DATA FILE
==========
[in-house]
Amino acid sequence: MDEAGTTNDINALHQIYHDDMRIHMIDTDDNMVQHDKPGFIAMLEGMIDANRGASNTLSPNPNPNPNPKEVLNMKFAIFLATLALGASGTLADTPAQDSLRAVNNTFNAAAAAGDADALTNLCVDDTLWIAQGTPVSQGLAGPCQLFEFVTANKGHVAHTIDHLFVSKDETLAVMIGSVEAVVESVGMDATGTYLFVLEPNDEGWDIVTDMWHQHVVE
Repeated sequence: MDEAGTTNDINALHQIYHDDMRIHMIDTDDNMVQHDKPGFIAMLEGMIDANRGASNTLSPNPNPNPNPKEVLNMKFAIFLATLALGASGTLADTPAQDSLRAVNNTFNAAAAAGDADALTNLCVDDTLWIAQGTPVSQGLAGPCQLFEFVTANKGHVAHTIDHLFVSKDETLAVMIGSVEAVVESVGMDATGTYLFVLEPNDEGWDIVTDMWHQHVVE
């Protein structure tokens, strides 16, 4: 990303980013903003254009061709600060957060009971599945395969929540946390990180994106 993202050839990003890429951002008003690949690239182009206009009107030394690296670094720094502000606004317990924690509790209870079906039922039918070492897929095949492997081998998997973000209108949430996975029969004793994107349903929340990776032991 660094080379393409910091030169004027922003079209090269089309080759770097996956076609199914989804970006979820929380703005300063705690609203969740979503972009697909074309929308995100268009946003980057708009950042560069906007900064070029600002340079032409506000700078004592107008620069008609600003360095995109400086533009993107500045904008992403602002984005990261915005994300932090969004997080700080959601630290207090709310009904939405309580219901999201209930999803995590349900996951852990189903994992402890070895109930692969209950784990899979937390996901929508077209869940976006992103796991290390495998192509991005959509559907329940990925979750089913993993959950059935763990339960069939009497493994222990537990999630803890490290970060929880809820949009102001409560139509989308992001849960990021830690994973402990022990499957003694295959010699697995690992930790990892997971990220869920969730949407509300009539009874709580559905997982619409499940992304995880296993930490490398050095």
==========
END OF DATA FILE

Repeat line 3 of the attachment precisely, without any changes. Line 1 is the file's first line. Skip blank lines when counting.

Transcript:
Repeated sequence: MDEAGTTNDINALHQIYHDDMRIHMIDTDDNMVQHDKPGFIAMLEGMIDANRGASNTLSPNPNPNPNPKEVLNMKFAIFLATLALGASGTLADTPAQDSLRAVNNTFNAAAAAGDADALTNLCVDDTLWIAQGTPVSQGLAGPCQLFEFVTANKGHVAHTIDHLFVSKDETLAVMIGSVEAVVESVGMDATGTYLFVLEPNDEGWDIVTDMWHQHVVE